From Saddleback Mountain

From the top of Saddleback Mountain, Maine

August 6, 2018

J.D. finally had cell coverage! We haven’t been able to talk much the last week. He called me this morning and told me some interesting stories:

I just summitted Saddleback Mountain, a beautiful place. One of three Saddleback peaks. The Horn, the tallest, and Saddleback Junior. There are two more mountain systems that I have to cross before the hundred mile wilderness.

Mom, I want to tell you about a miracle that happened couple days ago.

I was crossing a waist high river in southern Maine. I saw a woman on the opposite side of the river. I quickly crossed and we greeted each other. She asked,

“Are you Vermont?”


“Are you Play Boy?”


“Are you Sam Wise?”


“Oh! I am meeting them here. What is your name?”

Giant. (I learned that she was Vermont’s grandma, Rosemary from Massachusetts).

The three hikers showed up not 10 minutes after I started talking to her.

They greeted each other with hugs and a kiss on the cheek, a reunion of sorts, because she had seen the three of them in MA a few weeks ago.

Rosemary said, “Let’s get to the hostel.”

I had known there was a famous new hostel close, but we were in rural Maine and there was no way to hitch a ride on such a remote dirt road.

Two other hikers that were also a part of Vermont’s trail family, but they didn’t show up with the three of them. And Rosemary was planning on taking all 5 of them, so she said,

“You can come with us Giant.”

Oh, great! (And I spent the evening and morning with their group).

We got to the hostel at 8:00 p.m. kind of late.

It is brand new (since June) so it just opened. It is a wooden dome!

That sleeps 20 people.

It has a kitchen, studio style, with a basement with a giant screen, Netflix.

The owner has 20 acres of land. He got a lot of money from doing one of those Survivor shows that he won.

“Yucon” is his trail name. He hiked the whole AT once.

When he got the money he said, “I am going to buy some land in Maine and build a hostel.”

Imagine this dome has lots of windows, different wood paneling, really dark, decorations including AT memorabilia. It would have cost $35 to stay there, but Rosemary took care of us all. We were all blown away at how beautiful it was. We put on loaner clothes. 9 p.m., late, but she wanted to take us out to eat. Who can say “No” to that? We went to a sports bar that had amazing hamburgers. I ordered a 1/2 pound and fries, but it didn’t fill me up, not one bit. I was amazed at my ability to throw it down. I could have eaten two more of those, but I didn’t complain. They also served green bean fries, which reminded me of Clark, who served them at the Habit.

We got back at 10, to bed at 11, that is SO LATE for trail sleep standards.

In the morning we had All-you-can-eat pancakes breakfast. plate sized, stamped with the AT symbol and topped with homemade blueberry syrup from Maine blueberries. and real Maine maple syrup. I actually had passed a syrup collecting operation. All the trees were connected to each other flowing into another tube. In Hannover, New Hampshire.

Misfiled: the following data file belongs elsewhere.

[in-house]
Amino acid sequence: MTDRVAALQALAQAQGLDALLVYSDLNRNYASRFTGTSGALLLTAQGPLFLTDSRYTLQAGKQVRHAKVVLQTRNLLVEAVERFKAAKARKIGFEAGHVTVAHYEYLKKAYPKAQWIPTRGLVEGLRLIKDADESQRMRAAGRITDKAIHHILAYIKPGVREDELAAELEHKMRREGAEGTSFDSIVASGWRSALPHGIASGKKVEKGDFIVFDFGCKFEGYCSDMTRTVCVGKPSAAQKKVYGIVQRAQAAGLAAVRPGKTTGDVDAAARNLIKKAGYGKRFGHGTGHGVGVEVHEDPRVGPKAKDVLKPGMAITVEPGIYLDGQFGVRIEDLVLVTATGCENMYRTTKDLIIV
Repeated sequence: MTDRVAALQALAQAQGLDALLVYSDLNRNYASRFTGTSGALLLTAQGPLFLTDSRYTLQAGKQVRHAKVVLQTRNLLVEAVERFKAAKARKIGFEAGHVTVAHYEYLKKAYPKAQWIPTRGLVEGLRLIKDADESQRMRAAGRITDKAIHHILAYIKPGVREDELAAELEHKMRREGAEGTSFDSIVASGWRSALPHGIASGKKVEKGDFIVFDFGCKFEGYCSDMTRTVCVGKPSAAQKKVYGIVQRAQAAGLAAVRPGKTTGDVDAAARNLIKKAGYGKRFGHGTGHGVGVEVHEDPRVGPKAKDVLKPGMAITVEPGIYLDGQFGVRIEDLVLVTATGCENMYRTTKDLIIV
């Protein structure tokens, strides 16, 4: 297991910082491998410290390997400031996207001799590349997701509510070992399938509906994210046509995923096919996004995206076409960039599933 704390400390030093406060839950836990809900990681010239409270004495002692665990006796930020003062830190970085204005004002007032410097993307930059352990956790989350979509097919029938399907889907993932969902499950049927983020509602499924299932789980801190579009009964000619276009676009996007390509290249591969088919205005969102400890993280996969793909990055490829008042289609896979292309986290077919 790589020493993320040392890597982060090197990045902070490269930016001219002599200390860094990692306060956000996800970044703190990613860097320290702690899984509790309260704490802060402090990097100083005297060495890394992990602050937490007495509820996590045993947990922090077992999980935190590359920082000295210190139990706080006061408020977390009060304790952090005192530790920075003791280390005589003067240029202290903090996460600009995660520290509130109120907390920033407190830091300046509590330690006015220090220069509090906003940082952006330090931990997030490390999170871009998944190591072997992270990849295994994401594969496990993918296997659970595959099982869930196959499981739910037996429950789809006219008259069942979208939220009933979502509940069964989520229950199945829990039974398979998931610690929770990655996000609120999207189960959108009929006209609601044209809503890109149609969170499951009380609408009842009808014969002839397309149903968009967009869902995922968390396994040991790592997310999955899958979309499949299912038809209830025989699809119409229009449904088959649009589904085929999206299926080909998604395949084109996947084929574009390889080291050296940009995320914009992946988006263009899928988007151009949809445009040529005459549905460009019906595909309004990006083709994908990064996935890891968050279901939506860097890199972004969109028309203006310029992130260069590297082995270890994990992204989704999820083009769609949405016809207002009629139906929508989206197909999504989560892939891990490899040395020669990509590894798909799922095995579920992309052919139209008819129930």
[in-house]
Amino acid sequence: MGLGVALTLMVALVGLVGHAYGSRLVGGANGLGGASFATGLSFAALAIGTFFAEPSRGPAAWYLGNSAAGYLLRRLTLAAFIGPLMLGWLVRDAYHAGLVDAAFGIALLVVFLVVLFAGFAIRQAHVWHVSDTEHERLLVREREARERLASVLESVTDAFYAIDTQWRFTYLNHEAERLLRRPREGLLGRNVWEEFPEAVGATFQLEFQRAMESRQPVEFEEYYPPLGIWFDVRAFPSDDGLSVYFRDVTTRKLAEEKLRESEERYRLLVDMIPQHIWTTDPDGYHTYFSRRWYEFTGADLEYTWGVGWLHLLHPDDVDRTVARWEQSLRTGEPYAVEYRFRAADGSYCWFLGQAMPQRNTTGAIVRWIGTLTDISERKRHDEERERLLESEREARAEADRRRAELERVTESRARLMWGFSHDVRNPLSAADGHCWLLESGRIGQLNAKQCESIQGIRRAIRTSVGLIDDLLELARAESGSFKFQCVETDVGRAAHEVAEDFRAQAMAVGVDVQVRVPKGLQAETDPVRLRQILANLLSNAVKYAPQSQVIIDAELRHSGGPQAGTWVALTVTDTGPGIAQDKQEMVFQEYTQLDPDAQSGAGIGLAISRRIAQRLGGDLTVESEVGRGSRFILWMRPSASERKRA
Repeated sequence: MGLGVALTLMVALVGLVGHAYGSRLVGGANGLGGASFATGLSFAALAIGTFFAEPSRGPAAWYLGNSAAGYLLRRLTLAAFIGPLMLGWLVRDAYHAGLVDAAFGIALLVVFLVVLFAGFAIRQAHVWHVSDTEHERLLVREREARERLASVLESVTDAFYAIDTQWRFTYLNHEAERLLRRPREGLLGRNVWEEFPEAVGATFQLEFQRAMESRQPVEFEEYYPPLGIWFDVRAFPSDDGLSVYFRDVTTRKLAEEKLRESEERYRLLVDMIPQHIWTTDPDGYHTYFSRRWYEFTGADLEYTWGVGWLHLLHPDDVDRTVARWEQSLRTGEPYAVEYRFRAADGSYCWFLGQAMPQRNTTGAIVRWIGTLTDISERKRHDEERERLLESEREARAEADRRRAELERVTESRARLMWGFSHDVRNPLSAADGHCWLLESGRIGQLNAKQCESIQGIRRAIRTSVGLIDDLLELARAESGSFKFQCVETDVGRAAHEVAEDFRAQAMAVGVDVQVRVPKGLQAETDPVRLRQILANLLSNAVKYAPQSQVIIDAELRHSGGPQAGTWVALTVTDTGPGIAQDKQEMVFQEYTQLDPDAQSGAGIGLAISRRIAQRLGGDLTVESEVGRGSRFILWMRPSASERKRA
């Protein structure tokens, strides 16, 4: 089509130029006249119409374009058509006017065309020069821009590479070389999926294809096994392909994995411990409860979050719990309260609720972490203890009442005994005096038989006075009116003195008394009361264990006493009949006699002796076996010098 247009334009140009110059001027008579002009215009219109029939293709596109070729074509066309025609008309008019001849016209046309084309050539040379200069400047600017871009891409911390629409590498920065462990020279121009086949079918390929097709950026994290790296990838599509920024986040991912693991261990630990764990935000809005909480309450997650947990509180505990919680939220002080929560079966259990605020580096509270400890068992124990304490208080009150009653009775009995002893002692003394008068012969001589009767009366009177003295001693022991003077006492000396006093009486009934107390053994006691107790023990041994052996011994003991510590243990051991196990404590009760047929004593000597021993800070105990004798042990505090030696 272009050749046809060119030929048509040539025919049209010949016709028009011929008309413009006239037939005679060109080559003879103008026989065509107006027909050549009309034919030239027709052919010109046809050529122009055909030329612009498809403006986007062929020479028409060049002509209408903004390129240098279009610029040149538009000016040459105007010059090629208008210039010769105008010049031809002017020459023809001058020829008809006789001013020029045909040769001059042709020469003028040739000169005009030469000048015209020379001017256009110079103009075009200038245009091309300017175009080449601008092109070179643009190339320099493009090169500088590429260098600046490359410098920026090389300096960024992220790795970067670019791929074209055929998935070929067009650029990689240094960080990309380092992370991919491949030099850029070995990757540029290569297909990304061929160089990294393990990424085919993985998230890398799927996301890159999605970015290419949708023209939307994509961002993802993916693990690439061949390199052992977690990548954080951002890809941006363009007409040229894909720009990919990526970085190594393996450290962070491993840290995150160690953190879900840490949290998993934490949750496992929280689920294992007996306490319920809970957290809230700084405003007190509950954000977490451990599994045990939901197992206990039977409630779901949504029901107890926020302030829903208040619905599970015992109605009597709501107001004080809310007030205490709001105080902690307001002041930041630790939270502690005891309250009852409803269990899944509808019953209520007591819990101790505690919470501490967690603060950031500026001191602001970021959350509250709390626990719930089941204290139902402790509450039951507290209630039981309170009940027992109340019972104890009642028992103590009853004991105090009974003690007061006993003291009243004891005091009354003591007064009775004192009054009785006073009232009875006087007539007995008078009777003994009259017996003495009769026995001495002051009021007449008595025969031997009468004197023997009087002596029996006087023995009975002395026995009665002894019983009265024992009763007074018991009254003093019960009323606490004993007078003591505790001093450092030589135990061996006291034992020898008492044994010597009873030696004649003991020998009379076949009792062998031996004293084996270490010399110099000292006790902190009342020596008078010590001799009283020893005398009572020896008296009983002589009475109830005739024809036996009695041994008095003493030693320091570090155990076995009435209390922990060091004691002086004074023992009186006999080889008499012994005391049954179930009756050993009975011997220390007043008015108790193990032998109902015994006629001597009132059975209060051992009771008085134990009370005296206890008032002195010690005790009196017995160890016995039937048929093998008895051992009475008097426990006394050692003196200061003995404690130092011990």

So when we woke up, everyone was up, music was playing and everyone was chill.

I asked Yukon what was the record. 5. I got only to 3 and 7/8! I slathered butter on them, covered them in blueberry syrup and LOVED them so much. I call them Yukon Cakes.

There was a Shuttle for those that want to get to the trail early. Helped me get more miles in yesterday.

So it was a miracle that I got to accompany this group led by Rosemary. I got lots of great food and a wonderful memory. I am so blessed!

I haven’t told you about The Whites! (These are the large mountain range in New Hampshire!)

Eddie and J Beebes and I hiked together in the Whites. There is a system of 7 or 8 old old huts, intended for tourists who are mountaineering dating back to the 20s or 30s. $70 to $100 a bunk. you’ll see them filled. They are off grid (solar power, propane gas stoves, wind turbines and emergency gasoline generators). Each hut has a crew of 8-10 employees. They are college age kids, YOUNG. Some as young as 18 years old! They cook meals and entertain the guests that stay at the huts.

All they have is the dining area, the kitchen, the crew space and some of them have a library. and then there are bunk rooms. The huts are luxurious. Renovated over and over again. People who stay in them are day-hikers or people that are only hiking The Whites. So they are generally families that are on vacation.

Thru-hikers were an after thought when it came to the huts, because they don’t have the money to spend like that. So they made it so that a hiker cannot be denied entrance into a hut and can have a bed if the weather is bed outside. But the huts have a system of “work for stay” if you show up at the right time. You get left over food and can set up your bed in the dining area after lights out. Eddie and J Beebes and I did it twice! The leftovers were abundance! Only once we stayed to help with the morning meal, which means we had to stay until 9 a.m., which is unfortunate because that is a late start.

Also, the workers have to carry out all their trash out, so they will save their the leftovers for anyone who will ask for them. They are HAPPY to give away ANY leftovers they can because that means that they don’t have to carry them out on their backs. Because of this, even when we didn’t do a “work to stay,” we could ask for food at the huts and they usually had lots to give us.

I am eating a pop tart, right now. I am still not tired of them!

Bye! I have to keep hiking. It is hard to hike and talk at the same time. So I better go so I can speed up. (J.D. resupplied today – which with all the hitch hiking, takes a lot of time. He still hopes to hike 22 miles today.)

I love you Mom!

1 thought on “From Saddleback Mountain”

Comments are closed.